Problem 2 - Part C

problem 2 - part c

Expand +

Jacob Disston asks his students to describe and categorize their symbol strings.

problem 2 - part c

7th Grade Math - Algebraic Equations, Inequalities, & Properties
Jacob Disston, Willard Middle School, Berkeley Unified School District, Berkeley, California

Next Up:   Closure - Part A
Previous:  Problem 2 - Part B

JACOB DISSTON: You're good with expressions. So we have different ways of sorting expressions right?


JACOB DISSTON: So now I want you to put your expressions away.

STUDENT: So that could be an unknown group, the y=2?

JACOB DISSTON: For now yes, which I love. I love that we have an unknown group right here.

STUDENT: I don't know why some put it an answer. It looks like an answer from part of a problem, not a...

STUDENT: I think it's just an answer. I guess it could be an equation because you can't really solve it.

JACOB DISSTON: So I want you to put all the equations out.

STUDENT: What if you don't have any more paper.

JACOB DISSTON: I'll give you another piece of paper. We're going to spend about eight more minutes so I want you with these equations to sort them into different types of equations just like you did with expressions. You guys are moved onto what?

STUDENT: Multiplications.

JACOB DISSTON: Are you about to?

STUDENT: Multiplication, addition, properties...

STUDENT: No, we didn't know numbers. I mean just variables and then we separated into addition, multiplication and properties.

JACOB DISSTON: Okay, so we have properties, which you are calling properties. What is property?

STUDENT: Commutative property and associative property.

JACOB DISSTON: What is it?

STUDENT: To help group numbers.

JACOB DISSTON: Okay, help group numbers. What type of equations are these?

STUDENT: Those are addition.

JACOB DISSTON: Addition equation...

STUDENT: Addition and multiplication

JACOB DISSTON: What are these equations?

STUDENT: Those are multiplications.

JACOB DISSTON: Same question I asked you guys...and then there's this one.

STUDENT: Answer.

JACOB DISSTON: So, same question I asked you guys before, why do you think...because different groups sorted them in different ways. They didn't say "I've got addition equations and multiplication equations," you guys did. So I want to know why we think that's important. Why is that something important to pay attention to, addition equations versus multiplication equalities? What do you think Maya?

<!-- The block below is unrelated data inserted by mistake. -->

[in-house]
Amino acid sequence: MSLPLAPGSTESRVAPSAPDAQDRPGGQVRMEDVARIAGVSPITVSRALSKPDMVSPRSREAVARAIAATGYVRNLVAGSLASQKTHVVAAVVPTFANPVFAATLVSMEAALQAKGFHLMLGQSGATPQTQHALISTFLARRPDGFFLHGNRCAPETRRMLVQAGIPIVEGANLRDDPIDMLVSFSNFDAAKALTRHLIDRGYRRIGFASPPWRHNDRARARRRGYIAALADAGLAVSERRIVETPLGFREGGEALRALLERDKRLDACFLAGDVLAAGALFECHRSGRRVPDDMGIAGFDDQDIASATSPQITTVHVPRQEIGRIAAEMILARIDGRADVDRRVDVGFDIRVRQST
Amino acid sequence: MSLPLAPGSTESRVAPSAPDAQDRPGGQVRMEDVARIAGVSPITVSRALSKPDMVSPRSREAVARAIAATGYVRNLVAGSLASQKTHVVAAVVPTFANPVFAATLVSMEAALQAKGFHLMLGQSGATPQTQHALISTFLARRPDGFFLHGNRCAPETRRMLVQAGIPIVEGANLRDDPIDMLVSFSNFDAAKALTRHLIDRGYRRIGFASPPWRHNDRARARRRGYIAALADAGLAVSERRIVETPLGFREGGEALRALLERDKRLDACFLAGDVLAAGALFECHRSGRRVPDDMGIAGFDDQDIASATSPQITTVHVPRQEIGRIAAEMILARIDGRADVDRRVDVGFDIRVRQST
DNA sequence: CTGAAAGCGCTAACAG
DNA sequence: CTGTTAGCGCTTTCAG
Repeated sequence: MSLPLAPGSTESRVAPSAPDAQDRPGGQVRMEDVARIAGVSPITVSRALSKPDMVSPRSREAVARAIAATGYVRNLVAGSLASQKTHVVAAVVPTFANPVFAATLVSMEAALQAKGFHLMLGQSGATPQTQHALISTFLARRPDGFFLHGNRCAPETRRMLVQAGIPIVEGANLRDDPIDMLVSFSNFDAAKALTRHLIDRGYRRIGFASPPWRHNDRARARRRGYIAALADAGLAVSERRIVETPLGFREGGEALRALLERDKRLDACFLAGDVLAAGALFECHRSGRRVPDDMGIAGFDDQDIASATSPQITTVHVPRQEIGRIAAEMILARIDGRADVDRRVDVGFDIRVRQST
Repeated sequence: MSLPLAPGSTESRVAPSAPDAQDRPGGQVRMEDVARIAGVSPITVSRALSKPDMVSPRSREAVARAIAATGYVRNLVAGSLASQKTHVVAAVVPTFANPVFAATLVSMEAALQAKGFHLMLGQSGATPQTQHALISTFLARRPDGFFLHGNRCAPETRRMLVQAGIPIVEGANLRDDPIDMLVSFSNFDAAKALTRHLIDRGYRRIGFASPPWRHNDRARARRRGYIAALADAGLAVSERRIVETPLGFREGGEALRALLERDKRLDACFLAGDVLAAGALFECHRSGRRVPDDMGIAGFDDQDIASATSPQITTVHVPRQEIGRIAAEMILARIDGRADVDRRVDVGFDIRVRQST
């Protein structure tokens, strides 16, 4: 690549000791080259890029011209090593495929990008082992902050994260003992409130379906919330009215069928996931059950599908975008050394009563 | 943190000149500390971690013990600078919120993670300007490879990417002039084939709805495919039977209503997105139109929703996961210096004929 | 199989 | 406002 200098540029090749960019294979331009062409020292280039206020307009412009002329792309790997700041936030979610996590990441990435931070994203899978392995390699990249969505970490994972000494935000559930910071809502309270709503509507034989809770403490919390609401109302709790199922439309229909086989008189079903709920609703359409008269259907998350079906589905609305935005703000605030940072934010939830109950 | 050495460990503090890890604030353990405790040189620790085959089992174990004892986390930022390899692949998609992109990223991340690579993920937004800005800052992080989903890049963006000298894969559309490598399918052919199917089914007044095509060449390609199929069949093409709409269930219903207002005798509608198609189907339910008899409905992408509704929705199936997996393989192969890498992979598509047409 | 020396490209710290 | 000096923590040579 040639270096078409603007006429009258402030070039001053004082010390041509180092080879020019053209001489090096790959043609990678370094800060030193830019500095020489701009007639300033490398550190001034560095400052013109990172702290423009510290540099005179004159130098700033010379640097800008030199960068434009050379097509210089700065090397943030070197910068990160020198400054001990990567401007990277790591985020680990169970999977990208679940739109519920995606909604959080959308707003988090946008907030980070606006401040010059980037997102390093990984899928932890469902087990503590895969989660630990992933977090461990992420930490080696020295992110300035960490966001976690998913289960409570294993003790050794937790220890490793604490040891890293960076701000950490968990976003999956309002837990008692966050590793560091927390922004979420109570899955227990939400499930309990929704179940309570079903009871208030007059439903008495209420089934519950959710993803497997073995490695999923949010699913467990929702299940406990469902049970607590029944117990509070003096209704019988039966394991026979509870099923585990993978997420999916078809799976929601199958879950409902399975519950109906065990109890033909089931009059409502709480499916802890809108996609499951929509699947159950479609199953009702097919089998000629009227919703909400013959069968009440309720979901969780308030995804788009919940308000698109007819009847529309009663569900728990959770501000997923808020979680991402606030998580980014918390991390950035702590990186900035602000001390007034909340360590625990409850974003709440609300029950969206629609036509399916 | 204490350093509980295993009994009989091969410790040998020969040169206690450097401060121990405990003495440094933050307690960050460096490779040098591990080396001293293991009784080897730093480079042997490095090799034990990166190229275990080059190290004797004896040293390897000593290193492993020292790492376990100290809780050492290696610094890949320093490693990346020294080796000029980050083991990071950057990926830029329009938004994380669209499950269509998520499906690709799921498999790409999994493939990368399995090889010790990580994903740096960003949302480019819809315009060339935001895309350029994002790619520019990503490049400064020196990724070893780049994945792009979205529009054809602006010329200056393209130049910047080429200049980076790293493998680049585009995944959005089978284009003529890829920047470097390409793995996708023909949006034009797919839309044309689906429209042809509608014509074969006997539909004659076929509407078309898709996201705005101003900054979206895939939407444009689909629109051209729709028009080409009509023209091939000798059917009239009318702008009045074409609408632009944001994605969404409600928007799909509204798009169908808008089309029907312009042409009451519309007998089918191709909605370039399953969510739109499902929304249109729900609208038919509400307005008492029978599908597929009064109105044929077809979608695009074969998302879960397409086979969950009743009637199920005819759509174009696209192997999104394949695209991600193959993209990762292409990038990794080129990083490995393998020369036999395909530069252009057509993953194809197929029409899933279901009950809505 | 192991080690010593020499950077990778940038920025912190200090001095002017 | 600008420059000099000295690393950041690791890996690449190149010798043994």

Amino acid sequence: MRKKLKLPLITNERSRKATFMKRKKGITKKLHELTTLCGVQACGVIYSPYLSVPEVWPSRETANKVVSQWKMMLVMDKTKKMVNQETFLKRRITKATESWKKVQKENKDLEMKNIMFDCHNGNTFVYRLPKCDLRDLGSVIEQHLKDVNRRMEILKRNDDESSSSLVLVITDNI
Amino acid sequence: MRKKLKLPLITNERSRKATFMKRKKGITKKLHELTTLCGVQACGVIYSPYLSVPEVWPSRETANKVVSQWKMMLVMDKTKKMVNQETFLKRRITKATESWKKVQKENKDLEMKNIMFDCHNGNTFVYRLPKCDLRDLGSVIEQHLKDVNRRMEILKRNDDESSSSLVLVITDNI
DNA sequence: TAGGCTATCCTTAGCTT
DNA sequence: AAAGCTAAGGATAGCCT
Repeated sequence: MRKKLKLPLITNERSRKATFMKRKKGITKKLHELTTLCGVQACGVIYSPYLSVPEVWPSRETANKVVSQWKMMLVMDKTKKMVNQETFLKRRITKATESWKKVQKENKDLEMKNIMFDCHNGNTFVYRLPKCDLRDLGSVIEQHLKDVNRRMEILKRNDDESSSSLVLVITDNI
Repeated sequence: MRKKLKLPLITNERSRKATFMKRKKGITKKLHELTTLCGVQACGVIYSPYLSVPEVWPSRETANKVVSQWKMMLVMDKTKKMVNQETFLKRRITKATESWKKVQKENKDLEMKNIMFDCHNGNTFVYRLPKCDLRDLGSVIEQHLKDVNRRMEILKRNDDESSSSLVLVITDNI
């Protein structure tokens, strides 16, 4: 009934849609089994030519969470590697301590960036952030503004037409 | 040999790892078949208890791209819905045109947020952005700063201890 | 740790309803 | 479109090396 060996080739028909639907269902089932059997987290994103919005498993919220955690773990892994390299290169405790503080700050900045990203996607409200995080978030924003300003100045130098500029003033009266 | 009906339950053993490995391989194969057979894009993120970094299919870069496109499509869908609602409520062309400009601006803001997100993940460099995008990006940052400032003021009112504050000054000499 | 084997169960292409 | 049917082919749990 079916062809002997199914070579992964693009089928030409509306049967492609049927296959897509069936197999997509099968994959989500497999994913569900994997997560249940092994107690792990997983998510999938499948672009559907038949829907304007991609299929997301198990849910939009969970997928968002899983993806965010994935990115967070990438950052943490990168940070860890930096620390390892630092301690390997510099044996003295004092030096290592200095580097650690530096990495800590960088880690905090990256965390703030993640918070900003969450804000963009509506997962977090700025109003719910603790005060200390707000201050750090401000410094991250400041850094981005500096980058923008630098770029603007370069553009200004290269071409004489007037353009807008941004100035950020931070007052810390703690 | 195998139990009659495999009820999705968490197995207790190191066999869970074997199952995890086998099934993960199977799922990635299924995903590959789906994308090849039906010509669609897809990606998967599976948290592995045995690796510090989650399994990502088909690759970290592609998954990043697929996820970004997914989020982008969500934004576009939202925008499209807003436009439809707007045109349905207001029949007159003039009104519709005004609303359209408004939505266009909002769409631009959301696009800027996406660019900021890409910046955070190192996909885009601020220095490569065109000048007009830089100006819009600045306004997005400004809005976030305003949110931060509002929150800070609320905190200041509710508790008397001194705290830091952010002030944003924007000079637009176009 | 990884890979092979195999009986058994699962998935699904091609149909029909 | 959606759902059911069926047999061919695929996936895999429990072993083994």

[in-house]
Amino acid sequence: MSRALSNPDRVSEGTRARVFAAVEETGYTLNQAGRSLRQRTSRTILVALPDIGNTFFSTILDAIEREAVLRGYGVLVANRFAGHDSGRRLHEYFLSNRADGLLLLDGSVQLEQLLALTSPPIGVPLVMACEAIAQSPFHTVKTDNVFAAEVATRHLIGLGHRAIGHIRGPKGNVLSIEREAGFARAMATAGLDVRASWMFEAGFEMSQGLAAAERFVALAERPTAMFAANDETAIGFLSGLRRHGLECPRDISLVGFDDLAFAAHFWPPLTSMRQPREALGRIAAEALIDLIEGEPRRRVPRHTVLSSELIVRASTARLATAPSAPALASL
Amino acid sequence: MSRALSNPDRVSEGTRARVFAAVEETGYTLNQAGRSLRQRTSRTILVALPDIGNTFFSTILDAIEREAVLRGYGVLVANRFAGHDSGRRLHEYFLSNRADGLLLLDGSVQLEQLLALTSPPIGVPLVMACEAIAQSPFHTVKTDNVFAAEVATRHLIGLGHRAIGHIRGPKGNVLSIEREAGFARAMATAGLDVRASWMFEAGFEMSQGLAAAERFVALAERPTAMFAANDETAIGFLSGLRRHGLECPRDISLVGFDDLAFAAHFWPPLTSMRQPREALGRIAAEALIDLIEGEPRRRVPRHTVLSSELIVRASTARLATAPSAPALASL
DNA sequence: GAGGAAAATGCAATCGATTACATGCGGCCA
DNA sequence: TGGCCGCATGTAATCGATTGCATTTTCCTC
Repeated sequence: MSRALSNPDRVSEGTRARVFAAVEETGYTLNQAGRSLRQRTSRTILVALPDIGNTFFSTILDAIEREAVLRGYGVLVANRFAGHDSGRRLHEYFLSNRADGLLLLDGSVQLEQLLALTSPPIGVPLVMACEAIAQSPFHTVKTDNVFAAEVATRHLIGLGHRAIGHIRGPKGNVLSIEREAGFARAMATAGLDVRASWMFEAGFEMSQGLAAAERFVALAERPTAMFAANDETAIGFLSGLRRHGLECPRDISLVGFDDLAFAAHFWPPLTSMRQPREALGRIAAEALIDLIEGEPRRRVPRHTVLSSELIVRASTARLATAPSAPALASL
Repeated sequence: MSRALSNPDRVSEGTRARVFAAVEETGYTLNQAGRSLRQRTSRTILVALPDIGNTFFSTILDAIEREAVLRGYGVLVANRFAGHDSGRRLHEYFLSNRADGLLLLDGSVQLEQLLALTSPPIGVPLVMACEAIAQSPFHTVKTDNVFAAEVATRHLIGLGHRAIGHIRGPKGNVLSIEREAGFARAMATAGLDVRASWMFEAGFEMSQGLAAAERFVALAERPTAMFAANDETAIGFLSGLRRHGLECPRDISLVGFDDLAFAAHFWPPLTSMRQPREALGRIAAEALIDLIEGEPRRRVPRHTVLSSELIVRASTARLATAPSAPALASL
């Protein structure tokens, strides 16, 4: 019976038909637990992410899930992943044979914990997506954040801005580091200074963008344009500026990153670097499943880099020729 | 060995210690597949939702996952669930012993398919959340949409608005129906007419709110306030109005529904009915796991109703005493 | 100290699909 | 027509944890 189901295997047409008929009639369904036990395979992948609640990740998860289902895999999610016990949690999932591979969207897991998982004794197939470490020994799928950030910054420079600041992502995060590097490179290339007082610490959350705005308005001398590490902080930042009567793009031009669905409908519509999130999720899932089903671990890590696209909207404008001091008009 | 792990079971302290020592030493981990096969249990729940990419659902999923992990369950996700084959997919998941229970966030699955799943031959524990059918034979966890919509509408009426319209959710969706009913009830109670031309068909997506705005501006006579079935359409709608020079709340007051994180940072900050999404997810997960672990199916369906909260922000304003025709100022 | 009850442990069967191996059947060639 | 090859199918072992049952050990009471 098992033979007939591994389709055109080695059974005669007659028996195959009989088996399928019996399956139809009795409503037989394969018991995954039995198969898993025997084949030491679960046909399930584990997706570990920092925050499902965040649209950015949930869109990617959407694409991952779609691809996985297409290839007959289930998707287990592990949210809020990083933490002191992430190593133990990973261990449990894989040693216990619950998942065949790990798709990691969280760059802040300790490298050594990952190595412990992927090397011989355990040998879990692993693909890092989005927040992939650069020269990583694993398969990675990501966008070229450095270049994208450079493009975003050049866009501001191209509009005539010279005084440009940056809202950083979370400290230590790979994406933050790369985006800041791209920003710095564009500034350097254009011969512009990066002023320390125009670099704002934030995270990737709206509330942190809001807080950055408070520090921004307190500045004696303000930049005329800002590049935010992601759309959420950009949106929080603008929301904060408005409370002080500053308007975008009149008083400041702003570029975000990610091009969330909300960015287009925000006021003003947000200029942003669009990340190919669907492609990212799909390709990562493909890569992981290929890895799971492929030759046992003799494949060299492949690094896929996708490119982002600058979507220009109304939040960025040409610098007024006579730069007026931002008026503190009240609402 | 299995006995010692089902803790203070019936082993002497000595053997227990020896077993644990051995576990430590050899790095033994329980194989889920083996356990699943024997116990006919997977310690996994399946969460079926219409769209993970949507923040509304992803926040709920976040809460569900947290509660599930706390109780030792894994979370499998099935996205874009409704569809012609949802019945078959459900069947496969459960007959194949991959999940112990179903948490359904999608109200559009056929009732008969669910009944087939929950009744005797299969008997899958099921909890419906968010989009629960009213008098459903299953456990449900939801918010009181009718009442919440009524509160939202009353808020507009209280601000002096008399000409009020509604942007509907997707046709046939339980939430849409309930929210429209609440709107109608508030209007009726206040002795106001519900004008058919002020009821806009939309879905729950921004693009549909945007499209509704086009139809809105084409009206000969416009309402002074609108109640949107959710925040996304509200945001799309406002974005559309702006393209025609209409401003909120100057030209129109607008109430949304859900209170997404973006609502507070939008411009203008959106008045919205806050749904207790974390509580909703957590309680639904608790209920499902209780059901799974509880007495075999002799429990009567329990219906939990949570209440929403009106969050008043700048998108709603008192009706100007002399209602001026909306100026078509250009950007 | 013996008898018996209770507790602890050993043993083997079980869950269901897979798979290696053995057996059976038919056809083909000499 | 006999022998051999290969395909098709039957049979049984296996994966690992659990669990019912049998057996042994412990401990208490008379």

STUDENT: Because it is easy.

STUDENT: To know what operations could do or something like that.

JACOB DISSTON: Okay, knowing what operations could do. Let me ask this, if you were working on a test and the instructions have been torn off and you saw this equation on a test, what would you guess was being asked of you to do?

STUDENT: Find x.

JACOB DISSTON: Find x, okay. If you saw this on a test would it have the same instructions of top of it?


JACOB DISSTON: So these in some ways you said were the same because they both deal with multiplications but in other ways, they are very different because you're being asked to do different things with these; you're being asked to make sense of them in different ways. You said this was a find x type of equation, this is not. How would you say what type of equation...?

STUDENT: Like group them...

STUDENT: (Inaudible)


STUDENT: That's c and that's b.

JACOB DISSTON: So it's just variables; it stands for some pattern. (inaudible) Do you guys know what these letters stands for?

STUDENT: Length and width equals area.

JACOB DISSTON: That's right. So that's a totally different type of equation than this. When would this come up?

STUDENT: Squares...

JACOB DISSTON: Squares or...what we're trying to find is...area right? I guess in thinking about how these are similar and different I want you to think know we could say...I think people up there said these were alike. I think (name inaudible), you did because they have the same type of equation; a number, a plus sign, the 2, the variable equal. I might say these are all together the same. Why might I say that these are all together the same?

STUDENT: It's find the variable.

JACOB DISSTON: These are all find the variable types. So that's what I want you to discuss. We're going to take about two more minutes.

STUDENT: It could be this one.

STUDENT: So these are all variables.

STUDENT: I think would be better (inaudible)

STUDENT: So it would be (inaudible)


JACOB DISSTON: Let me ask you to stop in about 30 seconds so finish up your last writing or discussion.

COMMENTARY BY COACH LINDA FISHER: This section just takes students to a deeper level of noticing. The lesson keeps recycling or layering the ideas, forcing students to new levels of describing and deciphering the symbol strings. There is something so important in the act of sorting and classifying. I find the students are now much more talkative than at the beginning of the lesson. They seem more invested in the reaching an understanding and questioning each other. What evidence do you see of their thinking progressing over the course of the lesson?